• David | June 19, 2014 2:23 PMReply

    Sondheim's no stranger to the need to compromise. There's a great scene in Act 2 of Sunday in the Park with George where the artist is schmoozing with donors at the opening for his current exhibition. He sings:

    Link by link,
    Making the connections...
    Drink by drink
    Fixing and perfecting the design.
    Adding just a dab of politician
    Lining up the funds but in addition
    Lining up a prominent commission,
    Otherwise your perfect composition
    Isn't going to get much exhibition.
    Art isn't easy.
    Every minor detail
    Is a major decision,
    Have to keep things in scale,
    Have to hold to your vision-
    Every time I start to feel defensive,
    I remember lasers are expensive.
    What's a little cocktail conversation
    If it gets the funds for your foundation,
    Leading to a prominent commission,
    And an exhibition in addition?

    Art isn't easy-

  • Alyssa | June 19, 2014 1:54 PMReply

    See, my high school performed this in my junior year. And we cut out only one thing: the wolf's genitals. That was it (oh and we didn't have blood because we couldn't figure out how to make it work but nonetheless). Maybe Disney shouldn't have take this because it'll be so watered down it won't be at all like the original. I wish Sondheim would've just stuck up for the musical and just said "No"

  • Guest | June 19, 2014 1:46 PMReply

    "There has to be a point at which you don't compromise anymore, but that may mean that you won't get anyone to sell your painting or perform your musical. You have to deal with reality."
    OR you can fight the powers that be and help take Disney down a notch. They have been whitewashing stories for decades and no one ever stands up to them. SMH

  • Paul Moore | June 19, 2014 3:48 PM

    Anon, the Cinematic Universe's Nick Fury was based on the Ultimate Universe Nick Fury, who was black (and, in fact, based on the likeness of Samuel L. Jackson, so excellent casting there). Your argument might have made more sense if you had used the outcry over the casting of Michael B. Jordan as Johnny Storm as an example. I'd call you an idiot for not doing your research, but that would be stooping to your level.

  • Guest too | June 19, 2014 2:21 PM

    ANON, I think you have a twisted definition of "whitewash." It means to "gloss over" or "cover up". In this case, whitewashing the musical means they're glossing over/covering up the naughty bits. No one was being racist.

  • Monica | June 19, 2014 2:20 PM

    I don't think whitewash means what you think it does, Anon.

  • anon | June 19, 2014 2:05 PM

    You're nothing but a race-bating racist who hates white people and blames everything on us. Whitewashing does NOT exist. I'm guessing with your logic it's Black washing to have Nick Fury in the Avengers be played by a black man when Nick Fury is white in the comics. Idiot racist.

  • guest | June 19, 2014 1:34 PMReply

    does that wolf have his genitals hanging out...

  • Dan | June 19, 2014 5:55 PM

    Hi. Before getting so angry you should probably know what "whitewashing" means. It means to cover up and censor something, and has absolutely no racial connotations. Read a book before blowing up at someone for saying something that you don't even understand.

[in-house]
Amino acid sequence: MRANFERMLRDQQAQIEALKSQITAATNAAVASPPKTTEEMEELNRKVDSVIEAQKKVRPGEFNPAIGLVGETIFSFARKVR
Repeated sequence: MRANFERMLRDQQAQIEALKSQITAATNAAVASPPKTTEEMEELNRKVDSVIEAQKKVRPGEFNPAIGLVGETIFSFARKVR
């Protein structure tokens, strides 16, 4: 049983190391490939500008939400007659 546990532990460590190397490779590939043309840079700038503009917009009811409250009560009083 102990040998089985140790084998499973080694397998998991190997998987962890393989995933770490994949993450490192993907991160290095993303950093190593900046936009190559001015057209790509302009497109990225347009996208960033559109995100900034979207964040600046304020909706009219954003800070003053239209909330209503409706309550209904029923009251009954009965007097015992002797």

• Monica | June 19, 2014 2:18 PM

    I don't think whitewash means what you think it does, Anon.

  • Casiquire | June 19, 2014 2:04 PM


  • Batman | June 19, 2014 12:28 PMReply

    So it's going to suck. Got it.

  • Anon | June 19, 2014 12:27 PMReply

    Perhaps he could have negotiated with another studio instead of Disney, who has far more kid-friendly reputation to protect. I'm surprised to an extent that they ever even release a PG-13 film. Pirates of the Caribbean was risque for their brand!

  • Eden | June 19, 2014 1:50 PM

    It was too late for that. He doesn't find out the changes they're going to make until after he's signed over the rights to his play. Once you've signed over the rights, unless you're made a producer, you can't do anything about the movie.

  • Travis | June 19, 2014 12:10 PMReply

    I'm still doubting the accuracy of the New Yorker article, based on three facts:
    1) Sondheim's new song comes after Rapunzel's not-death, not replacing Any Moment. Furthermore, it is replaced with the now slightly mad Rapunzel running into the night, unable to deal with the characters any more
    2) Hello Little Girl is toned down, but not cut and not completely stripped
    3) These changes, as well as the one I about to point out, come from the script I have read and reports from the film test screenings (which were well received), and both say the Prince and Baker's Wife cheat, but sleeping together is merely implied and Any moment remains intact
    The musical will certainly be toned down, and yes, this will hurt one of my all time favorite musicals, but I still doubt these damning changes they claim

  • Deb | June 19, 2014 12:54 PM

    Perhaps Travis...though it seems this information comes directly from Sondheim, as quoted in a "New Yorker" interview set to be released this week. Regardless...there is ZERO reason to change anything about the show. Leave it alone. It works because of what it is.

  • Deb | June 19, 2014 11:43 AMReply